Parents, teachers, and others dealing with children on a daily basis regularly face the dilemma of how and when to reward and how and when to punish. Did Johnny mean to hit his sister with a cricket bat or was he provoked, or was it an accident? Shall I dock his pocket money and give him half an hour on the naughty step or remonstrate his sister for being so silly. In a class of 30 children most of whom have done something worthy, how can I choose just one to be ‘seren y wythnos’ star of the week. Gemma really deserves it but then she’s already had the accolade three times this term.
The issue is not just confined to the home and the classroom. When the new year’s honours list is out, most of us will criticise it because an outstanding charity worker from our local area has been omitted while some stuffed shirt of a banker who’s given millions of pounds to the party in power is given a peerage. We are aggrieved when we see a celebrity getting off a drink dive charge on a technicality because she can afford a swanky lawyer while a mother caught shoplifting in order to feed her family because the universal credit has not come through gets a jail sentence.
Where is the justice? We cry.
Our gospel reading is the final part of the fifth section of Jesus’ teaching in Matthew’s gospel. It brings down the curtain on what Jesus wants to say to his disciples and the crowds which followed him so we should pay special attention to it. It concludes the section on the end times. Jesus has spoken of what is to be, the importance of waiting and watching. He has also spoken of reward and punishment. The parable of the talents, last week’s gospel reading, speaks of the reward for those who invested their talents well, who made return on their capital but punishment for the one who had simply buried his in a hole in the ground.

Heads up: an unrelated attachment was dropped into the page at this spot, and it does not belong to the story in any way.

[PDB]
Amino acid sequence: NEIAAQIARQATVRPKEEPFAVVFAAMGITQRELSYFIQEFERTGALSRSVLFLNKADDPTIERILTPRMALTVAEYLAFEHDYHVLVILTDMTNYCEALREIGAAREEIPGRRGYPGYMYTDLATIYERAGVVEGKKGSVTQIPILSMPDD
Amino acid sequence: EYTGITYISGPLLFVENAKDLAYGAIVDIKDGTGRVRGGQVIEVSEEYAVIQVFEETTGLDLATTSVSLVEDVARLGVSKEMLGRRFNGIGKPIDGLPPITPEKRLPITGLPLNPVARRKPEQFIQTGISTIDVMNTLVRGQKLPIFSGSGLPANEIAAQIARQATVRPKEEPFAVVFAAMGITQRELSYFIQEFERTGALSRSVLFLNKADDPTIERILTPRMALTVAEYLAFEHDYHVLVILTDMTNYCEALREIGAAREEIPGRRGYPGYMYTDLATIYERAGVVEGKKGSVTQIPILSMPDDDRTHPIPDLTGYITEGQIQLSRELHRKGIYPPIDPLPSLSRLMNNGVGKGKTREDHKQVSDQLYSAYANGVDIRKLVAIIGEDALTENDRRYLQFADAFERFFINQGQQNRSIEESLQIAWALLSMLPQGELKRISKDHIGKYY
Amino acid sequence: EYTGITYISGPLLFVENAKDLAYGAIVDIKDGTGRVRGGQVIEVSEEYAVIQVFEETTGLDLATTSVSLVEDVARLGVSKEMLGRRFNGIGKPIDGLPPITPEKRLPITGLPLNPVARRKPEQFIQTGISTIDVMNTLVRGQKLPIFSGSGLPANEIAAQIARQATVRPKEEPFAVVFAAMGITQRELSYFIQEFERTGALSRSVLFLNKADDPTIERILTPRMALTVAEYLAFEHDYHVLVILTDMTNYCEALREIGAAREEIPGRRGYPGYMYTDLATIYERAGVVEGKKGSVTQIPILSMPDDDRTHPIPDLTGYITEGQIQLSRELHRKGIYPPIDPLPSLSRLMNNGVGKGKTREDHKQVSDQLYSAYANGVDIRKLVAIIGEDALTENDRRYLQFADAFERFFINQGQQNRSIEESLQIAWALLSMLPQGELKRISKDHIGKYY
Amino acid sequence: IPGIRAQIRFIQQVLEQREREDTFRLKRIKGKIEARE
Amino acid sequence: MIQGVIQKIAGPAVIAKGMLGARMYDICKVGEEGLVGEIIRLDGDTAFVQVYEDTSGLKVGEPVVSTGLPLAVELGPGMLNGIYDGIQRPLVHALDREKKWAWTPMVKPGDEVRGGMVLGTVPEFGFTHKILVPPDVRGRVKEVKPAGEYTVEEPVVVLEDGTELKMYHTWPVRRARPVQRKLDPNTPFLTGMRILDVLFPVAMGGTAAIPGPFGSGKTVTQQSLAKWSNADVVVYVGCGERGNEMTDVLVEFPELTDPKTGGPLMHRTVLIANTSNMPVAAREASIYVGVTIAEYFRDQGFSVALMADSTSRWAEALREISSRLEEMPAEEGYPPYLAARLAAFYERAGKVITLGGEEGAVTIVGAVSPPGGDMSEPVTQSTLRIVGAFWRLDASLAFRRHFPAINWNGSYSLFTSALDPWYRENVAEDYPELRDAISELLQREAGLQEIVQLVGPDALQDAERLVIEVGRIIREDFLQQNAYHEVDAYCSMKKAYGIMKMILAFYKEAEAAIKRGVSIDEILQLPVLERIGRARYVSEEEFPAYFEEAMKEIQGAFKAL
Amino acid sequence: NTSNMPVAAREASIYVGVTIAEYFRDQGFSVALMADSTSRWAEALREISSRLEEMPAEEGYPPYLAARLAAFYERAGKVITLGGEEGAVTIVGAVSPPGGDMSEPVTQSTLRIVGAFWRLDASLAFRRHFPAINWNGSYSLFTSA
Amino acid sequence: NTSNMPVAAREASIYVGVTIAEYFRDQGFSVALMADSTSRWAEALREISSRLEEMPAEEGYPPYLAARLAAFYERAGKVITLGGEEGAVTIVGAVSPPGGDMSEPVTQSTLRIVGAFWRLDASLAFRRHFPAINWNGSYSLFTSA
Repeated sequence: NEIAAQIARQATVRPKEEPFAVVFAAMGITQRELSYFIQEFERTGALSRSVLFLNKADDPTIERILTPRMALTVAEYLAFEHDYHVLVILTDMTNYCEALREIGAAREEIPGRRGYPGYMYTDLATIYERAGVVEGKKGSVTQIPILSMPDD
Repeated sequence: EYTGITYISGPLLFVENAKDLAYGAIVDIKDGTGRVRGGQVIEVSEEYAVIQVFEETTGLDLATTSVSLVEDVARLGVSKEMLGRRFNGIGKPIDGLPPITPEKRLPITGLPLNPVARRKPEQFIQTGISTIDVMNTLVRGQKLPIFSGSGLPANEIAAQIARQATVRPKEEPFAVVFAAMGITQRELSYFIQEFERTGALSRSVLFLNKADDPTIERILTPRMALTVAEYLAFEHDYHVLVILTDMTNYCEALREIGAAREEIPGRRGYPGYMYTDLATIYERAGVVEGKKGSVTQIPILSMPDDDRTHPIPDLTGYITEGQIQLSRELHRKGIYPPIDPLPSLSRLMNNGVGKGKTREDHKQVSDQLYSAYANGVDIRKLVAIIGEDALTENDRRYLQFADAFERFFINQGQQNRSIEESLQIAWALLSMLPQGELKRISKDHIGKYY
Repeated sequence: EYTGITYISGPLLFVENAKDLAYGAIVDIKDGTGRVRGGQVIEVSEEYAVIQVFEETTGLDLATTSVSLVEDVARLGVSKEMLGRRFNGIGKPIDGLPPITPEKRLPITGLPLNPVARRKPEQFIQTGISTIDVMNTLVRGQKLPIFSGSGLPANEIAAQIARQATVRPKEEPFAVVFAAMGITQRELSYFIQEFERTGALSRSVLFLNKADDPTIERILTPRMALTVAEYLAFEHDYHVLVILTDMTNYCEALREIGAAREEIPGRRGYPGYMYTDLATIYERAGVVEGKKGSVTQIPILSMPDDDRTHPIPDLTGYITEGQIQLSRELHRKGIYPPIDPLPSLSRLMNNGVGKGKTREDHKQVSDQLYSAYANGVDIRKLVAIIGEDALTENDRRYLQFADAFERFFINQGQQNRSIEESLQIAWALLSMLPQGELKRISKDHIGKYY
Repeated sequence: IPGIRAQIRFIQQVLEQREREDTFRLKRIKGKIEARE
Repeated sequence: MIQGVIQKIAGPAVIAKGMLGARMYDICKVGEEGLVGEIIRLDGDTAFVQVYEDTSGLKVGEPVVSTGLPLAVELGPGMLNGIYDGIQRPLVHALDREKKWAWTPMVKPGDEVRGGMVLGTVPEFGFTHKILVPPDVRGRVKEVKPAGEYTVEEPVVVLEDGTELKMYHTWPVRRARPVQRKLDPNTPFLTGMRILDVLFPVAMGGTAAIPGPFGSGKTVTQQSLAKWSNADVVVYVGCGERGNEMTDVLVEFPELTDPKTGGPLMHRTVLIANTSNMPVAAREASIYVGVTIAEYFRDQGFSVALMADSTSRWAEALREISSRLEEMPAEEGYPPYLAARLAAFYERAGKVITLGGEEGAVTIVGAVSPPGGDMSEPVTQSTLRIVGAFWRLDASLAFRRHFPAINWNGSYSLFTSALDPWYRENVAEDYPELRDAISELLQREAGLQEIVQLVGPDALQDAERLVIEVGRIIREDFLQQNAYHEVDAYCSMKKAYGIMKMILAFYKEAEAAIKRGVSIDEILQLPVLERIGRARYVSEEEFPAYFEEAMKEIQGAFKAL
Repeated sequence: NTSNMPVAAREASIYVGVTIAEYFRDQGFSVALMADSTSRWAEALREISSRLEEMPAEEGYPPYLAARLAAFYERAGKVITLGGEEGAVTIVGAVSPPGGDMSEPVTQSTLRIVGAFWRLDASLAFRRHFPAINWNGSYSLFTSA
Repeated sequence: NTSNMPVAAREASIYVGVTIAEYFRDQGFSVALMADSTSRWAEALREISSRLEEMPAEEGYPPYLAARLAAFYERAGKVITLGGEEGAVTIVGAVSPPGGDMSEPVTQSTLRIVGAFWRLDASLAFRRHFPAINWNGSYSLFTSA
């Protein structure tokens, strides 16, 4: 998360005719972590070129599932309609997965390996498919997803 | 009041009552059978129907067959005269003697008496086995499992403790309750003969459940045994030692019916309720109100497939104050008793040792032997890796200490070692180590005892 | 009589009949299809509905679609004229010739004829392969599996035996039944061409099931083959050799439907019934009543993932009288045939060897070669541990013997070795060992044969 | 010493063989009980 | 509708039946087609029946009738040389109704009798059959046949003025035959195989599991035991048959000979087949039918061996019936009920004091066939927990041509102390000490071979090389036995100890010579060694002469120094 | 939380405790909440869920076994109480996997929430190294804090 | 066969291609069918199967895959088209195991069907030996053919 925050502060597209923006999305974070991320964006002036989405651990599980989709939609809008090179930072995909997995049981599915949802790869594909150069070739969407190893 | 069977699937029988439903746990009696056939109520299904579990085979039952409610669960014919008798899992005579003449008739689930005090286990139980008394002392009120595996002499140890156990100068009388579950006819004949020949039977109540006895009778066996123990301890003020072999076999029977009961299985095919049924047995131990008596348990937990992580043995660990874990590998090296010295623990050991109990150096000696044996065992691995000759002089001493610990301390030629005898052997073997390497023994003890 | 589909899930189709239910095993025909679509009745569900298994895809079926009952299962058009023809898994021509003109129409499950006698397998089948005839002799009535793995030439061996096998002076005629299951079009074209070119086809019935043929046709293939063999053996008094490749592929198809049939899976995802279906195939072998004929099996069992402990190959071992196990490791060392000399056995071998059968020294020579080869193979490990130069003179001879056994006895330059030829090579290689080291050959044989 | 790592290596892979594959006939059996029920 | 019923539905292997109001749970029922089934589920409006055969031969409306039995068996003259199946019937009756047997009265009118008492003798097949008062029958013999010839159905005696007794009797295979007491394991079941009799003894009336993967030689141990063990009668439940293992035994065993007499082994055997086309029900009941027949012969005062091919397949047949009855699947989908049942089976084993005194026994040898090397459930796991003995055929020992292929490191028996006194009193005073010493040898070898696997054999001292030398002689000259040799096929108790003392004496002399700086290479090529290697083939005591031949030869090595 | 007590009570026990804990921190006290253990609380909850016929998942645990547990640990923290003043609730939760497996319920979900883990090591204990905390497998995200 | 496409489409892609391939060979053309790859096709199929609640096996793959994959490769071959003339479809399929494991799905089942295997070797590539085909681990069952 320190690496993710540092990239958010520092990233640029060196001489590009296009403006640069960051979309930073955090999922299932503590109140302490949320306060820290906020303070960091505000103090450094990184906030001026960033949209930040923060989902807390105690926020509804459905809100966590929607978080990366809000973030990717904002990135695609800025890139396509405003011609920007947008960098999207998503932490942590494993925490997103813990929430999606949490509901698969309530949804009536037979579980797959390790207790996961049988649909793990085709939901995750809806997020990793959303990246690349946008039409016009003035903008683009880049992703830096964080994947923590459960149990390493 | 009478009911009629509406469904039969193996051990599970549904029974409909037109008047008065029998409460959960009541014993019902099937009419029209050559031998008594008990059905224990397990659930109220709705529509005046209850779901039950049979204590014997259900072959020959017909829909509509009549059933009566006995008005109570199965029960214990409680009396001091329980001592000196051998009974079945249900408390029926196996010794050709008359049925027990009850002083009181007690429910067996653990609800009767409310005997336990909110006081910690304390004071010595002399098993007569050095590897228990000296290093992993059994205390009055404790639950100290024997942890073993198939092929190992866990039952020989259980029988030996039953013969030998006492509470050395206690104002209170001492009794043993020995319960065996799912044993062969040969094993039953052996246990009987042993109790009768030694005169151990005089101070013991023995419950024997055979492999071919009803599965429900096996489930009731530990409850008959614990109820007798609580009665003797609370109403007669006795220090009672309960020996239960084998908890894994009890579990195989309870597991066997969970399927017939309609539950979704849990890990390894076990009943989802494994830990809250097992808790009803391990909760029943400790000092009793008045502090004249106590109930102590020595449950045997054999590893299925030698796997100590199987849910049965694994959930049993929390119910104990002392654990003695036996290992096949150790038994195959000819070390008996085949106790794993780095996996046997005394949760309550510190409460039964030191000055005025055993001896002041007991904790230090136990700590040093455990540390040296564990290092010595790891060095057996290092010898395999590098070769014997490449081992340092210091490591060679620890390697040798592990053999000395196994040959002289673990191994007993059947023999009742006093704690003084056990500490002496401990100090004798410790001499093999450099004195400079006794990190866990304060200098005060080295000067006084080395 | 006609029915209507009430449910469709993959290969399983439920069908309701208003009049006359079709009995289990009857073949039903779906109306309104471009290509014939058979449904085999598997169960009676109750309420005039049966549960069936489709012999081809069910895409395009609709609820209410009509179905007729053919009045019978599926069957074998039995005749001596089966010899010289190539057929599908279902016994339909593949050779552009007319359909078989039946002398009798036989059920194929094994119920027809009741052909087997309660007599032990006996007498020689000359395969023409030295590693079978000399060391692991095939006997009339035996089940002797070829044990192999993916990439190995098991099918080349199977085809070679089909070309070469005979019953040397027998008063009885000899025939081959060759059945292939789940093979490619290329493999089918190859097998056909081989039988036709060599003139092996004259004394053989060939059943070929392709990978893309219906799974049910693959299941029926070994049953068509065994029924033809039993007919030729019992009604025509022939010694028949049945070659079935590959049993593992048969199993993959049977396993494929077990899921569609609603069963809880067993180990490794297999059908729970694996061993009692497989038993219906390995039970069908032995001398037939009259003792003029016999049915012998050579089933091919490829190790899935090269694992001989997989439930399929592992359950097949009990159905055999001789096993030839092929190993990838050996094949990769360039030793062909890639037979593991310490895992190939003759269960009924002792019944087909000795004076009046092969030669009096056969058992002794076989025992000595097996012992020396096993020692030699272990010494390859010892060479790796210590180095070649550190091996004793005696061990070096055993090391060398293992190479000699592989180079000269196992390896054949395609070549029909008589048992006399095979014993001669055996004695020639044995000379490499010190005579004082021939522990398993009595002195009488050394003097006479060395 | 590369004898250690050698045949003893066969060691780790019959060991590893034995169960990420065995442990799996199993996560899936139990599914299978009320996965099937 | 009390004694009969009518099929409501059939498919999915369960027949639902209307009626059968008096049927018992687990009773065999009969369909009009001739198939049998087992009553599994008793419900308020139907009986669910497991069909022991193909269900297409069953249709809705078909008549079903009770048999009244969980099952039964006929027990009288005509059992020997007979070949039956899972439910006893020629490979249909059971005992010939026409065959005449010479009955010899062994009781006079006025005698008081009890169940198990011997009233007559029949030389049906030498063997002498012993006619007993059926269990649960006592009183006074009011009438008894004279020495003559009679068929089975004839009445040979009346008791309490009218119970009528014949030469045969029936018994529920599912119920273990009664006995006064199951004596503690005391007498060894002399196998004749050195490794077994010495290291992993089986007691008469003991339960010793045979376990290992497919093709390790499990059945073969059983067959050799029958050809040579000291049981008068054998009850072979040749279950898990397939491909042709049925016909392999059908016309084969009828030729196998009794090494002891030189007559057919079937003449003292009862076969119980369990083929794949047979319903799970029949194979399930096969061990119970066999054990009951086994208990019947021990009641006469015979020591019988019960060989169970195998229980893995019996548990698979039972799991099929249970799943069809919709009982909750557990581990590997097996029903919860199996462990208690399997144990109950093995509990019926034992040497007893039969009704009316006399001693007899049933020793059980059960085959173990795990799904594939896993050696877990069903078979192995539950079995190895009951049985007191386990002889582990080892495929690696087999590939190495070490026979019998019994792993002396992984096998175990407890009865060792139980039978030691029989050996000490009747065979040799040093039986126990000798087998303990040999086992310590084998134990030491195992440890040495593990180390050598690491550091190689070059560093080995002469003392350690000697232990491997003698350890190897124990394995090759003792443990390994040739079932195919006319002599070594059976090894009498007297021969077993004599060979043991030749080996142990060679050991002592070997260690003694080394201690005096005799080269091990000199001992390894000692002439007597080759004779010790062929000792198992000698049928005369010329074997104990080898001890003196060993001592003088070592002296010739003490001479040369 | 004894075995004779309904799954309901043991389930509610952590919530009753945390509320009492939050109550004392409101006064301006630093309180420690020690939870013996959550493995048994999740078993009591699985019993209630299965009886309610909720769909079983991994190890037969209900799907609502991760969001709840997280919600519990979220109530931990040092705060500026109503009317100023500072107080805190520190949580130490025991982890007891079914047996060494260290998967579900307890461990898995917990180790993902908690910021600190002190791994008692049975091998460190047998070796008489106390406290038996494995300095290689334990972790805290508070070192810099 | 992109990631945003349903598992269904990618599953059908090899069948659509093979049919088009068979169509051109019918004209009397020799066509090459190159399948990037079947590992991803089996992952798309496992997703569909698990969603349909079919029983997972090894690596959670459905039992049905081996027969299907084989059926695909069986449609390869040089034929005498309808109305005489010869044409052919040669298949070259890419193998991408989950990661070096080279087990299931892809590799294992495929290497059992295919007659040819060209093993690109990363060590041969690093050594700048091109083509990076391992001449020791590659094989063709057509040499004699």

Today, we come to the story of the sheep and the goats, a piece of Jesus’ teaching told only by Matthew. Unlike some of the parables, it is simple to understand. Sheep and goats were often kept in the same flock in Jesus’ day. Such mixed flocks can still be seen in the middle east and other countries bordering the Mediterranean Sea today. If it was to be a cold night, it would be necessary to separate them because the goats with their hairy coats needed extra shelter whereas the fleece on the sheep gave them added protection from the chill. Sheep were worth more than the goats and are placed on the shepherd’s right, always the place of honour in biblical speak.
But once we get into the meat of this teaching, we hear no more of shepherd, sheep and goats. What emerges is simply the king and those on the right and those on the left. The ones on the right are the righteous ones and destined for reward, to inherit the kingdom prepared for them from the foundation of the world. (Matthew 25.34) The ones on the left are the accursed ones and destined for the eternal fire prepared for the devil and his angels. (Matthew 25.41)
The language is graphic and makes us feel uncomfortable. It is meant to do that even though the imagery would have been part of the cut and thrust of the rabbinic discussions of the day. This is not Jesus meek and mild but Jesus wanting to challenge some of the comfortable assumptions of his own people, to challenge assumptions in the church today.